On the beach the whirlwind continued its mayhem by dashing a machine which contained a camera-obscura into the sea, smashing it into a hundred pieces. The sand on the beach was whipped up to a height of sixty feet, blinding a man who had decided that the bathing-machine in which he had been sheltering was no longer safe, and who had decided to make a run for it.  It was as well that he had done so for the bathing-machines were now directly in the path of the whirlwind. There were reported to be around forty bathing-machines on the seafront at Scarborough in 1813; these were now tumbled over into the sea, some ending up without their wheels or roofs.

Sea Bathing by Thomas Rowlandson, from Poetical Sketches of Scarborough in 1813
Sea Bathing by Thomas Rowlandson, from Poetical Sketches of Scarborough in 1813

There were two piers at Scarborough, one old and ancient, the other newly built using stones from the nearby White Nabb quarry and there for the security of the harbour. People were now seen running from these piers as quickly as they could. Some vessels were moored between the two piers, and in one, where the occupants were enjoying a glass of wine in a cabin, they were alarmed by a boy rushing down from the deck, shouting:

“The bathing-machines are running into the sea, – many have turned over, and some heels-over-head”.

With that their own vessel broke its anchorage and turned over on its beam-ends ‘to no small destruction of their glasses and Falernian [wine]’. Only the pier saved it from further damage.

Wreck off Scarborough by John Warkup Swift, 1863
Wreck off Scarborough by John Warkup Swift, 1863 (c) Shipley Art Gallery; Supplied by The Public Catalogue Foundation

The whirlwind was now between the piers and heading for the harbour, the only port between the Humber and Tynemouth where ships of large burden could usually find a safe refuge from the violent easterly gales which often prevailed along the coast. It was not so safe on that day, however, with the column whipping up the water and sending foam and spray to the height of a ship’s topmast – the smaller boats were tipped upside down and broke free from their moorings. At last, the column rose ‘over the battery in rapid volutions, whirled into the clouds, and disappeared‘.

Cornelian Bay by Thomas Rowlandson, from Poetical Sketches of Scarborough, 1813
Cornelian Bay by Thomas Rowlandson, from Poetical Sketches of Scarborough, 1813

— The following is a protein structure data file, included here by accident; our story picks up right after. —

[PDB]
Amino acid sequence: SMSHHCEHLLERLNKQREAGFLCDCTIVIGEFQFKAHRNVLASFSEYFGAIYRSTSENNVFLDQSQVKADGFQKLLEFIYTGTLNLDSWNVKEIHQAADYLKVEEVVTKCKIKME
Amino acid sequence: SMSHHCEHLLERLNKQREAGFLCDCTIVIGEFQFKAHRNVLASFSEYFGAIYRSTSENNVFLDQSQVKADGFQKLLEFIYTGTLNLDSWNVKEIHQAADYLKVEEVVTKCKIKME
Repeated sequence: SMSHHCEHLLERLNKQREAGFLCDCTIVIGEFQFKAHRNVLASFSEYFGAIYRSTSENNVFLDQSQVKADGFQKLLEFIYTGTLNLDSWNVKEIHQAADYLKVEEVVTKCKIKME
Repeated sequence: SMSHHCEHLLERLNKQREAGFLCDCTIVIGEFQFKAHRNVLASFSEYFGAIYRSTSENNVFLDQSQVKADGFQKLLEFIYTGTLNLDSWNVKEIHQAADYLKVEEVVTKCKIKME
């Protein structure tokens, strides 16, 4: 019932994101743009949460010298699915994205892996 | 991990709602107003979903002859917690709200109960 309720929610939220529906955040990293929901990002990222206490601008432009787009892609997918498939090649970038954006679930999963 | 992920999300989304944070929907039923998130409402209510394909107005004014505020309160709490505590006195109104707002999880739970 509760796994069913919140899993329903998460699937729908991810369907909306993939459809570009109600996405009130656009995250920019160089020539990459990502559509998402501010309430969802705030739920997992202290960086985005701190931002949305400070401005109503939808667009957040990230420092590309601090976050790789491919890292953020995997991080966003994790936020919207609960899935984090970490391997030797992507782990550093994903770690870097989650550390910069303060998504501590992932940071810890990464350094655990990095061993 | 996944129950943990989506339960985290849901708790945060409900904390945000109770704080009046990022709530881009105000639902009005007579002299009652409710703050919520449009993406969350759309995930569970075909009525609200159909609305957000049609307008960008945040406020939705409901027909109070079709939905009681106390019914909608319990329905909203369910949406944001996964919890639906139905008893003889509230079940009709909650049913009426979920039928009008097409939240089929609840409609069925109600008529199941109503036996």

Many experienced seamen thought it had been a water-spout, but it left no trace of water when it first passed over the land. The sea had been taken up by the column but in the form of spray and foam.

From an eye-witness account of the destructive column:

It was quite perpendicular, and seemed at first to be thicker at the summit than below, resembling a trumpet. Its density was so great, that many persons thought it was the smoke of some fire on the sands; but the most compared it to the steam from a large brewhouse or steam-engine. The gyrating motion resembled a screw or the Cornu ammonis . . . the noise was very peculiar, and brought many people to their windows to see what was the matter. Some describe it as imitating the roaring of a great wind; some a crackling noise, like a house on fire; a military gentleman [said] it resembled the explosion of a mine underwater; but the majority considered it like the rumbling of heavy carriages.

No great damage seems to have been caused, and no lives were lost, but it was recorded that many small items such as baskets and umbrellas were blown away, never to be seen again.

A tailor in a high wind by George Cruikshank, 1819 (Lewis Walpole Library)
A tailor in a high wind by George Cruikshank, 1819 (Lewis Walpole Library)

Sources used:

http://www.augustana.edu/SpecialCollections/colorplate/scarborough_images.html

The Monthly Magazine, or, British Register, vol. 57, 1824

York Herald, 28th June 1823

History, Directory & Gazetteer of the County of York by Edward Baines, vol. II, 1823

Poetical Sketches of Scarborough in 1813, illustrated by twenty-one plates of humorous subjects coloured by hand from original designs made upon the spot by J. Green and etched by T. Rowlandson

Header image: Wreck below the Grand Hotel; Robert Ernest Roe; Scarborough Collections